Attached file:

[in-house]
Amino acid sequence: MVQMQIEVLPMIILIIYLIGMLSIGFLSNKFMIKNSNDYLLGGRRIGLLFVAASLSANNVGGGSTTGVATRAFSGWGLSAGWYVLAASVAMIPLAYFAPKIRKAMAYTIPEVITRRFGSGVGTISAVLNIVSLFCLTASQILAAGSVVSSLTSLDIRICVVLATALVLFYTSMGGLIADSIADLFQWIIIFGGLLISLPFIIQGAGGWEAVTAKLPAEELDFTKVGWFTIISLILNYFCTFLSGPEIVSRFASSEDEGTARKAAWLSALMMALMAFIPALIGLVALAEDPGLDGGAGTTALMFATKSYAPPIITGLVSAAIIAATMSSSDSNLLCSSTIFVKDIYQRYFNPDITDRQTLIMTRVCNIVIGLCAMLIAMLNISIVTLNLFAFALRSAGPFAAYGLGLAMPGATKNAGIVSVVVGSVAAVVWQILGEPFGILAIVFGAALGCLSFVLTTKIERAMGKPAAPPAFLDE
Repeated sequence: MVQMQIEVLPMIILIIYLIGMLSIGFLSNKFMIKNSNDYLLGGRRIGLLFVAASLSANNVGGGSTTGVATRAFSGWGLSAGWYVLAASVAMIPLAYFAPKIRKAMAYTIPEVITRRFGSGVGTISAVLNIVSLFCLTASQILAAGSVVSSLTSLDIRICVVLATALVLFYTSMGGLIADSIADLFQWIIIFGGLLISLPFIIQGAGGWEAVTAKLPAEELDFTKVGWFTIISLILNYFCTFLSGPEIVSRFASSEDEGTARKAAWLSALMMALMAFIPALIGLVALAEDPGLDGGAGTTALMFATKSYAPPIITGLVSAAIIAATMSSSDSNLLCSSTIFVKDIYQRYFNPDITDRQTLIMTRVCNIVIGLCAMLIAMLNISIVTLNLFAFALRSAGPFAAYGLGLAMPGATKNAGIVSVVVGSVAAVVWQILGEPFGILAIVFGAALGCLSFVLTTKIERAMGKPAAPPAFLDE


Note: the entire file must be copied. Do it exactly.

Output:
[in-house]
Amino acid sequence: MVQMQIEVLPMIILIIYLIGMLSIGFLSNKFMIKNSNDYLLGGRRIGLLFVAASLSANNVGGGSTTGVATRAFSGWGLSAGWYVLAASVAMIPLAYFAPKIRKAMAYTIPEVITRRFGSGVGTISAVLNIVSLFCLTASQILAAGSVVSSLTSLDIRICVVLATALVLFYTSMGGLIADSIADLFQWIIIFGGLLISLPFIIQGAGGWEAVTAKLPAEELDFTKVGWFTIISLILNYFCTFLSGPEIVSRFASSEDEGTARKAAWLSALMMALMAFIPALIGLVALAEDPGLDGGAGTTALMFATKSYAPPIITGLVSAAIIAATMSSSDSNLLCSSTIFVKDIYQRYFNPDITDRQTLIMTRVCNIVIGLCAMLIAMLNISIVTLNLFAFALRSAGPFAAYGLGLAMPGATKNAGIVSVVVGSVAAVVWQILGEPFGILAIVFGAALGCLSFVLTTKIERAMGKPAAPPAFLDE
Repeated sequence: MVQMQIEVLPMIILIIYLIGMLSIGFLSNKFMIKNSNDYLLGGRRIGLLFVAASLSANNVGGGSTTGVATRAFSGWGLSAGWYVLAASVAMIPLAYFAPKIRKAMAYTIPEVITRRFGSGVGTISAVLNIVSLFCLTASQILAAGSVVSSLTSLDIRICVVLATALVLFYTSMGGLIADSIADLFQWIIIFGGLLISLPFIIQGAGGWEAVTAKLPAEELDFTKVGWFTIISLILNYFCTFLSGPEIVSRFASSEDEGTARKAAWLSALMMALMAFIPALIGLVALAEDPGLDGGAGTTALMFATKSYAPPIITGLVSAAIIAATMSSSDSNLLCSSTIFVKDIYQRYFNPDITDRQTLIMTRVCNIVIGLCAMLIAMLNISIVTLNLFAFALRSAGPFAAYGLGLAMPGATKNAGIVSVVVGSVAAVVWQILGEPFGILAIVFGAALGCLSFVLTTKIERAMGKPAAPPAFLDE